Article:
Mozilla didn’t completely dodge its political problem with the resignation of its CEO. In the aftermath, a coalition of dodgy-looking anti-gay groups have managed a fairly spectacular boycott of Firefox, Mozilla’s best known product. It may be splashy, but it is an amusingly inept boycott. First, it is a boycott of a charitable organization which makes its products freely available to the world as a matter of course, so Mozilla will not see any loss of market presence or revenue — the boycotters never paid anything in the first place. Second, most major browsers derive in various ways from work done at Mozilla, so if people are using Chrome, Internet Explorer, or Safari, among others, they are still living in Mozilla’s world. Third, there is little reason to believe the anti-gay activists who say they are deleting Firefox from their computers. It seems more likely that they never heard of Firefox before and have no Firefox to delete. This scenario seems all the more likely when you look at the petition pages. The petition authors felt the need to explain in detail what Firefox is and the process for uninstalling it. The instructions seem to be written for a person who has never installed or uninstalled an application before and might not quite understand what an application is. Fourth, the petition has no leverage. At set forth, it is a permanent boycott, meaning the signers will never use Firefox ever no matter what Mozilla does in the future, so the boycott isn’t meant to exert any influence over Mozilla’s future actions.
All that is bad enough, but the whole sequence plays into the stereotype of the culture-war social conservatives as religious extremists who never create anything and only want to destroy things. They never created an application or even asked someone to install a piece of software — at least that is what the stereotype would have you believe — but they don’t mind telling you to delete things. Pity the activist who follows the boycott instructions to uninstall Firefox — then after dutifully deleting the browser, finds that there is no way to return to the Internet for further instructions. At that point, they will realize that they’ve been had, but then what can they do?
The commentators who view the Mozilla episode as a management case study say the lesson is that you can’t undo a bad hire by firing the person — and that is certainly true enough. This episode could lead to real change, then, if other boards of directors look at the sequence of events and conclude that anti-gay activists or political extremists in general can never be considered for any executive position, lest it lead to a boycott when they are passed over or are fired or quit. If that is the way this episode is understood, then it could result in freezing out the very political extremists who the Nozilla campaign is supposed to protect.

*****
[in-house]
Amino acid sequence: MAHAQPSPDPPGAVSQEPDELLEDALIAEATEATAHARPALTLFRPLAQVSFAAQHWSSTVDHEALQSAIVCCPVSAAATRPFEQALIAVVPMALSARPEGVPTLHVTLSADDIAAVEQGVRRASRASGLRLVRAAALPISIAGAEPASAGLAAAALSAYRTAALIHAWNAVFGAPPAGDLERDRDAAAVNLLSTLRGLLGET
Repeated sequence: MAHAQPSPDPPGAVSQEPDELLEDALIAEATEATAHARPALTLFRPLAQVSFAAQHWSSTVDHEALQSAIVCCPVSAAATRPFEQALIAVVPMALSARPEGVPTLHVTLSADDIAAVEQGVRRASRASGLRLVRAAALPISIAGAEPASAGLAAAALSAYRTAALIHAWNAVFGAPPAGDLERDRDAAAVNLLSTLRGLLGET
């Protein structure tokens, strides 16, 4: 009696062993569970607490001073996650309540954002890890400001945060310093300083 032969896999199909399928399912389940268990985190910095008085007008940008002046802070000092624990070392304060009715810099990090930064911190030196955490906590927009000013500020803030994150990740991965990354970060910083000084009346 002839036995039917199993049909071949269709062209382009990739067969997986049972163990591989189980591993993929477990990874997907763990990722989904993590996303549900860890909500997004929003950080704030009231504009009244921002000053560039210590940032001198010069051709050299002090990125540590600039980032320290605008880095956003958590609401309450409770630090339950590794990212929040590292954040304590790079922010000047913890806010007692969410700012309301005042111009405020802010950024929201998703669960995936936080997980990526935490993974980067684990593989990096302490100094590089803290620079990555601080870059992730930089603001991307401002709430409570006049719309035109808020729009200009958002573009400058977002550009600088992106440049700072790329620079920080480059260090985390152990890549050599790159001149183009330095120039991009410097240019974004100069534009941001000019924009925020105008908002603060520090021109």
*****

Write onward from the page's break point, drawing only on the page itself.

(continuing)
An essential part of understanding the Nozilla campaign is that there isn’t any way observers can measure it directly. No central database records the deletion of an application, so we will never learn if the number of Mozilla installations that were actually deleted was just 30, or a few thousand. In any case, the number is too small to show up in the global browser usage statistics that browser makers compete for. The Nozilla campaign gets most of its might from the fact that its effects can’t be measured. You are supposed to imagine that the number of uninstalls is tens of thousands, something similar to the number of signators recorded on the petitions. In reality, the actual number would have to be much smaller, just based on browser share statistics. The actual number of uninstalls could be tiny if you compare the difficulty of signing a petition to that of uninstalling an application. But no one knows, and that allows Nozilla to be taken seriously.
In my view, the Nozilla campaign is the most important part of this whole story, but I worry a little about the state of Mozilla after this glimpse at its inner workings. No one there seems to have any inkling that they did something wrong in appointing a CEO who did not share the organization’s priorities and who, in barely a week, proved himself utterly inept in speaking on behalf of the organization he was supposed to be leading. To be blunt, Mozilla selected a figure-head for an organization that needs a real leader. Perhaps they do realize this and just don’t want to say publicly anything more than the bare minimum necessary at this point. Or perhaps they really don’t have any appreciation for the struggles and challenges of the past year and the year ahead. Only Mozilla’s future success or failure will really answer that question.